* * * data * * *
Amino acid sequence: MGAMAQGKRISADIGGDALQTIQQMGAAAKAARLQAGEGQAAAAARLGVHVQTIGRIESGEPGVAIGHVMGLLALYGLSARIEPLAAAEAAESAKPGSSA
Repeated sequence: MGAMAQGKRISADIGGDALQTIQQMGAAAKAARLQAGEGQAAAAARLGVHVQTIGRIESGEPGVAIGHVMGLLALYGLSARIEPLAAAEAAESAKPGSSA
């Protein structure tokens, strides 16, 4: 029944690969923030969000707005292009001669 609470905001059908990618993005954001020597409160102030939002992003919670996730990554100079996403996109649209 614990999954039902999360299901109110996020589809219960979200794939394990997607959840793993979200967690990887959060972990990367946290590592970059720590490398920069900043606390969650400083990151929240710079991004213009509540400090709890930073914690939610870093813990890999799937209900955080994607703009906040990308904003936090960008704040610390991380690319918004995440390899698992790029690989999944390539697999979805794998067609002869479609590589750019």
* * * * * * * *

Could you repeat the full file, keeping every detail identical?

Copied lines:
Amino acid sequence: MGAMAQGKRISADIGGDALQTIQQMGAAAKAARLQAGEGQAAAAARLGVHVQTIGRIESGEPGVAIGHVMGLLALYGLSARIEPLAAAEAAESAKPGSSA
Repeated sequence: MGAMAQGKRISADIGGDALQTIQQMGAAAKAARLQAGEGQAAAAARLGVHVQTIGRIESGEPGVAIGHVMGLLALYGLSARIEPLAAAEAAESAKPGSSA
């Protein structure tokens, strides 16, 4: 029944690969923030969000707005292009001669 609470905001059908990618993005954001020597409160102030939002992003919670996730990554100079996403996109649209 614990999954039902999360299901109110996020589809219960979200794939394990997607959840793993979200967690990887959060972990990367946290590592970059720590490398920069900043606390969650400083990151929240710079991004213009509540400090709890930073914690939610870093813990890999799937209900955080994607703009906040990308904003936090960008704040610390991380690319918004995440390899698992790029690989999944390539697999979805794998067609002869479609590589750019």